Determining discretionary expenses is part of a healthy and realistic financial plan. The peace of mind goes a long way to enjoying discretionary expenses fully and later determining if they are worth keeping. Avoid making the exercise more complicated than needed or tied to anxiety. Remember, it’s not about getting expenses to some magic number; it’s about ensuring financial planning projections are sustainable and satisfactory for all interested parties. Expenses will always be a moving target; you will only ever get it reasonably close, and breaking the budget will occur. Plan on it.
Financial professionals won’t judge most expenses one has. We’re much more interested in and concerned with helping clients determine if the spending “vector” is sustainable. Or if there are fundamental changes to spending required to make the plan more sustainable (i.e., downsizing, moving to a new location, saving more, making more, or spending less). Most of the time, this is easier said than done.
Identifying illusive expenses
Control and awareness are the benefits of a more hands-on approach to budgeting versus automated solutions. Once information is categorized, you may identify incorrect, outdated, or missing expenses. When this happens, keep going! Next, decide if the specific expense can benefit from further research.
Other documents helpful in identifying expenses:
- Mortgage & property tax statements
- Insurance declaration page
- Recent pay stub (taxes, retirement accounts, Health Savings Accounts, disability contributions, and health insurance information)
The value of a professional’s perspective
A good advisor will complete a lot of plans, and what tends to happen is that people in a geographic area fall into one of a small number of “expense brackets.”
We’re all shopping at the same places and buying the same stuff, so distinct and identifiable patterns in spending are likely identifiable. When working with many people, an advisor aggregates this knowledge and will likely be able to translate this to an “opinion” of if your expenses appear “believable” and are in line with other clients with similar profiles.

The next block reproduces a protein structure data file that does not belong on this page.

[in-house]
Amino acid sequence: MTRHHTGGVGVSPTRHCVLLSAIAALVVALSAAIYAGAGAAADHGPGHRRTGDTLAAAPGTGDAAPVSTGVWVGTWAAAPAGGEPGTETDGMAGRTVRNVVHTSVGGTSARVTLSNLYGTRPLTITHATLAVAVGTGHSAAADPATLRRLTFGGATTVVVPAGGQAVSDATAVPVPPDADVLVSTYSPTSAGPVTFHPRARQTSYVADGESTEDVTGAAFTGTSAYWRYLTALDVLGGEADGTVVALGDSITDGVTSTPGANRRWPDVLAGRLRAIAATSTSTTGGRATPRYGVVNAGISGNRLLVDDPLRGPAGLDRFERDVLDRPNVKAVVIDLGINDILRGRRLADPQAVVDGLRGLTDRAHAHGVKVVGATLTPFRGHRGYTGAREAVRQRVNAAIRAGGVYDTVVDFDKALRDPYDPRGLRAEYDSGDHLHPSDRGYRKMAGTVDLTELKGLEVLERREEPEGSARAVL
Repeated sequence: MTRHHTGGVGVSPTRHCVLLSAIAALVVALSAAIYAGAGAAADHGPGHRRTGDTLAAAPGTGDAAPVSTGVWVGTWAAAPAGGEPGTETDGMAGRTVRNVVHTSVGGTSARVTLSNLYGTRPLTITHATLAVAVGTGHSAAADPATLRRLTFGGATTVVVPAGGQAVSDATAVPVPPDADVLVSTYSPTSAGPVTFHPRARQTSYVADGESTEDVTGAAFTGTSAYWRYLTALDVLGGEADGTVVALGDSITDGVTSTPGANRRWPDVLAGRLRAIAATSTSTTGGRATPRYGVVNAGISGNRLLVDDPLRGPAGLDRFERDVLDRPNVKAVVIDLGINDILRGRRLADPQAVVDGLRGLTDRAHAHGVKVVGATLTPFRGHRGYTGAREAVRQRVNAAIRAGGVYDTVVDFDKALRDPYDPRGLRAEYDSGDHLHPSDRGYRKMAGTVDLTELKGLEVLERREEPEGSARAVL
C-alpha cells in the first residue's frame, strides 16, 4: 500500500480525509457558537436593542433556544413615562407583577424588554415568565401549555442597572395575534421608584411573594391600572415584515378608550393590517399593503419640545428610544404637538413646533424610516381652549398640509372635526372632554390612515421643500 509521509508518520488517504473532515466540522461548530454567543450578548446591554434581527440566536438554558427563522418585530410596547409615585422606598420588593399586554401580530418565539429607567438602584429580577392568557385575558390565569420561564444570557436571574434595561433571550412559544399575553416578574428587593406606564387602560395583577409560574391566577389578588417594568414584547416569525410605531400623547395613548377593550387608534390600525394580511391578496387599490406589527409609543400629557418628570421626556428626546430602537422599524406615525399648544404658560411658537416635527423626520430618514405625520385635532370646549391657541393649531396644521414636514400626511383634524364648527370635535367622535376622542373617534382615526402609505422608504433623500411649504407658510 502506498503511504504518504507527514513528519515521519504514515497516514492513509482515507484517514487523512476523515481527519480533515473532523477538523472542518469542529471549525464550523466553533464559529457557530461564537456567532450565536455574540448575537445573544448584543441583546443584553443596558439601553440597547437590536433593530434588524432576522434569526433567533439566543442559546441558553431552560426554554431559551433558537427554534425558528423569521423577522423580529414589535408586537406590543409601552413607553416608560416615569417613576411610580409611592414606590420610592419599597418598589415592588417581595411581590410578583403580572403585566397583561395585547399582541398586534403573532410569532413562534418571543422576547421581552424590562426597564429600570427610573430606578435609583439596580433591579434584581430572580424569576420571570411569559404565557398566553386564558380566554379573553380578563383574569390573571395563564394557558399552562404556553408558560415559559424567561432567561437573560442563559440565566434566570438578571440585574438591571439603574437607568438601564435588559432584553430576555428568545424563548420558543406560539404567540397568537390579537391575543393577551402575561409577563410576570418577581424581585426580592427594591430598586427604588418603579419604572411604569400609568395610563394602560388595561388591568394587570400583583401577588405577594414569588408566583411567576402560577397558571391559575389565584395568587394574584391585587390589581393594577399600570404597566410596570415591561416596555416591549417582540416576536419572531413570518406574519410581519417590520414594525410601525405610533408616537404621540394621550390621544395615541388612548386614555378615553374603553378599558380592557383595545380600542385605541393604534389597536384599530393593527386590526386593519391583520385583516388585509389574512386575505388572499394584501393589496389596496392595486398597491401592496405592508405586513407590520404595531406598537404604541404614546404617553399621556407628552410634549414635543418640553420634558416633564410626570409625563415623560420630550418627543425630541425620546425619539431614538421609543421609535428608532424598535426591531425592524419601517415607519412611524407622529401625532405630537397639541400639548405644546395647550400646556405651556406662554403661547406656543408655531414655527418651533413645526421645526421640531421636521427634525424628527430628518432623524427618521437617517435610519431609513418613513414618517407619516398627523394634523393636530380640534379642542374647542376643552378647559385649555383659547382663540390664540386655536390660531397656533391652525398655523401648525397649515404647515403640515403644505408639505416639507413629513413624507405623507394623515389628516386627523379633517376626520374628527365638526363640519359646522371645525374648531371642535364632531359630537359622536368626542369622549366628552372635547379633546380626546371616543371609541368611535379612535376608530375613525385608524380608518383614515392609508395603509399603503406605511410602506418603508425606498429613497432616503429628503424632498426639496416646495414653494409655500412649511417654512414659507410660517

Why be real with budget?
A sustainable budget will account for both essential and discretionary expenses. A sustainable budget will adjust with inflation over time and, when paired with a cash flow analysis, project expenses against income and portfolio withdrawals. A realistic financial plan depends upon these variables for accuracy. The cash flow projection will provide a year-by-year snapshot and help identify whether the plan can maintain a desired standard of living and not run out of money before mortality.
If one is behind in achieving financial goals, it may make sense to look back at those identified discretionary expenses and see where there can be improvements. Going through the exercise outlined earlier, you likely already know where “wiggle room” can be found (if any). As noted earlier, you now have a realistic way to identify potential improvement.
I do not recommend assuming that spending can be reduced or eliminated. It may only happen if there is a concerted effort to curb spending overall. Sometimes change is required to achieve sustainability, and tough decisions may need to be made.
Editor’s note: This blog offers informal investment and financial planning advice. We know nothing about your unique financial situation. The buying and selling of any financial product or security should only be considered in context. If appropriate, seek the counsel of experienced, ideally objective, financial, tax, or estate planning professionals. Past performance is not indicative of future performance.